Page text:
instruments have demonstrated reasonable reliability, their clinical feasibility and accuracy in routine practice are not well established (Lewczyk et al., 2003). Other initiatives have provided clinicians with education and guidelines to improve their recognition and treatment of mental illnesses (Lin et al., 2001; Thompson et al., 2000).
The committee concludes that multiple strategies are needed to improve diagnostic accuracy in M/SU health care. First, existing evidence-based diagnostic tools and assessment practices should be identified and applied in practice, just as must be done for evidence-based treatment. More age-appropriate diagnostic instruments also should be developed that are reliable and practicable for routine use, and information about these tools should be included in initiatives to better disseminate evidence-based practices. Further, clinicians should be encouraged to employ standardized clinical assessment instruments to measure target symptoms consistently and systematically, and document results over the course of treatment (American Psychiatric Association Task Force for the Handbook of Psychiatric Measures, 2000).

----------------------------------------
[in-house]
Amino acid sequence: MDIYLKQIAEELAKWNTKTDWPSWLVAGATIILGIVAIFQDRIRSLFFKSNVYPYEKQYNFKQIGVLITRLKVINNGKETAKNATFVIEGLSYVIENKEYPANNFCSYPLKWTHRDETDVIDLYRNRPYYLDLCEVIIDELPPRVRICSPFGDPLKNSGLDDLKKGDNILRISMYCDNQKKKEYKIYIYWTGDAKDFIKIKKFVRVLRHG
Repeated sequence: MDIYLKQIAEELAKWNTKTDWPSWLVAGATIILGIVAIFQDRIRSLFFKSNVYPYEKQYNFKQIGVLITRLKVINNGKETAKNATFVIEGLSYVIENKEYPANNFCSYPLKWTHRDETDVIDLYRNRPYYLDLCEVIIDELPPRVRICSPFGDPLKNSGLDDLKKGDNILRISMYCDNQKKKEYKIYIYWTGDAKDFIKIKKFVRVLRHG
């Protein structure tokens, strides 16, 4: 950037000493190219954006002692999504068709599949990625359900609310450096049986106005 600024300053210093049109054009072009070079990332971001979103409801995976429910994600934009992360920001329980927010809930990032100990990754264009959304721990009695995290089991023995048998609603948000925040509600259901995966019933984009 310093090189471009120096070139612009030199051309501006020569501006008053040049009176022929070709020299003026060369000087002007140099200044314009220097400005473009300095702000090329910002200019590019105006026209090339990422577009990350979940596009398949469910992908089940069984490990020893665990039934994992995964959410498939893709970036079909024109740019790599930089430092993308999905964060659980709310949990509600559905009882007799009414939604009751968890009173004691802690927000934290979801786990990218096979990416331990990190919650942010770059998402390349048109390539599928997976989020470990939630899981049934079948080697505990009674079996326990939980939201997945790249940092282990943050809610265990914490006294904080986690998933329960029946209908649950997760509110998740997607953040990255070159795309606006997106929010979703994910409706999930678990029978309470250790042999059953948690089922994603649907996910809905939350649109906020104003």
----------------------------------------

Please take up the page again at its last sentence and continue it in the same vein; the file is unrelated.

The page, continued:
As discussed earlier in this chapter, however, even when evidence-based practices are known, their adoption by all relevant practitioners—in both general and M/SU health care—is too slow. Accordingly, many public and private organizations are actively engaged in efforts to strengthen the dissemination and uptake of effective clinical practices. Yet these activities themselves are not always consistent with the evidence on effective dissemination and uptake of new knowledge. Improving the effectiveness of dissemination activities is thus the next essential step in improving the effectiveness of M/SU health care.
Research has been under way for many years, in health care as well as other fields of study, to identify the multiple contributors to successful dissemination and adoption of new practices and innovations by their targeted users. An extensive and systematic review of empirical evidence and related theoretical literature from multiple disciplines (Greenhalgh et al., 2004) identified the following key factors in successful dissemination and adoption of innovations: (1) the characteristics of the innovation itself, (2) the characteristics of the individuals targeted to adopt it, (3) sources of communication and influence regarding the innovation, (4) structural and cultural characteristics of organizations targeted to adopt it, (5) external influences on targeted individuals or organizations, (6) organizations’ uptake processes, and (7) the linkages among these six factors (see Box 4-2).
Although some of the factors affecting the adoption of new practices (e.g., characteristics of individual adopters) may not be very amenable to